Monthly Archives

August 2019

State of the Nation: The latest findings from The QT

By | Featured, Lightbox Loves | No Comments

State of the Nation: The latest findings from The QT

There are 12 days of Christmas, 12 eggs in a dozen, and now 12 waves of the QT! For this wave we’ve looked into the nation’s feelings on Brexit in a post-Boris-as-PM world, attitudes to sustainability after the move by Zara to shed their ‘fast fashion’ tag, and into whether Brits really *get* product placement. Read on for more…

Young people are having a whale of a time!

National happiness is a few percentage points higher than in May 2019, but it is the young who are really feeling their oats. 64% of 18-24s feel happier than they did in May 2018, and this is in stark contrast to the 65+, for whom this figure falls to a mere 22%. Youthful joy, however, doesn’t mean that we have a miserly ageing population. Instead, a higher proportion of this group feel more settled, with 51% citing no difference in their happiness versus last year.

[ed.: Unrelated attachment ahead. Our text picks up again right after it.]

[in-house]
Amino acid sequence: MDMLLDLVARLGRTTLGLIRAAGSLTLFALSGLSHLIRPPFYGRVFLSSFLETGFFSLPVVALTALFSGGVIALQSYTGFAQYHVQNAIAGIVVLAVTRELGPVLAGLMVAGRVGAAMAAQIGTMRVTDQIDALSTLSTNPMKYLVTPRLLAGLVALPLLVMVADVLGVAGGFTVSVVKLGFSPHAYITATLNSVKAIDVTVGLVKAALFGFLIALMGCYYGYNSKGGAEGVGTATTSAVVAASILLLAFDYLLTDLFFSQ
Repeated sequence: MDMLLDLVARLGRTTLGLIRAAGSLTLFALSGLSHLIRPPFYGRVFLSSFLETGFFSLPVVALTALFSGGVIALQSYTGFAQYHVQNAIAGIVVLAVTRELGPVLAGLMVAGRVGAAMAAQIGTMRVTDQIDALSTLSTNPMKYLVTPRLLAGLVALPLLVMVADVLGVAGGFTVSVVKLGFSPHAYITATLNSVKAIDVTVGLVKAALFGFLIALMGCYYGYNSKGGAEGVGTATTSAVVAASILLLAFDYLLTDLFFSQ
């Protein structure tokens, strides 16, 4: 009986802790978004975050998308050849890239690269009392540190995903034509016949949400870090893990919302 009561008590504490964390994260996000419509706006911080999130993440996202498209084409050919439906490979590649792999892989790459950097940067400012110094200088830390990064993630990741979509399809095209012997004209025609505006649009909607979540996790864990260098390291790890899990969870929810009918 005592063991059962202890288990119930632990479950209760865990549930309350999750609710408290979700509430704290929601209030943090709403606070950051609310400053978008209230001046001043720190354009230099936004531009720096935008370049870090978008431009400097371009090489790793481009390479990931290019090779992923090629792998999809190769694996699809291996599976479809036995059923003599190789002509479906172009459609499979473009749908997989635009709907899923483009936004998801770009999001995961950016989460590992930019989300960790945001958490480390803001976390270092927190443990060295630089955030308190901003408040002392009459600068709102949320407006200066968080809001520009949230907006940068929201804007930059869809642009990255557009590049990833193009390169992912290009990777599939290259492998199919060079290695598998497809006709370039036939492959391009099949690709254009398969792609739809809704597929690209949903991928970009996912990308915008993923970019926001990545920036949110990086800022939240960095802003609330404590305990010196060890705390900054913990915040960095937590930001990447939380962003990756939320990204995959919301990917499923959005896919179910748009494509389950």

Brexit means…WORRY.

In May 2019, we reported that for the very first time since the Referendum, boredom had become the overriding emotion felt by Brits. In the wake of Theresa stepping down, a leadership contest and the new Prime Minister’s vow to take us out of the EU come what may, this has turned to worry. 30% of Brits feel their biggest emotion towards our impending exit from Europe is worry, with only 6% saying they’re happy.

No surprises on the regional skews here, with key Remain areas of London and Scotland scoring higher for the negative emotions, but Leave strongholds such as the North East still retaining their unwavering optimism.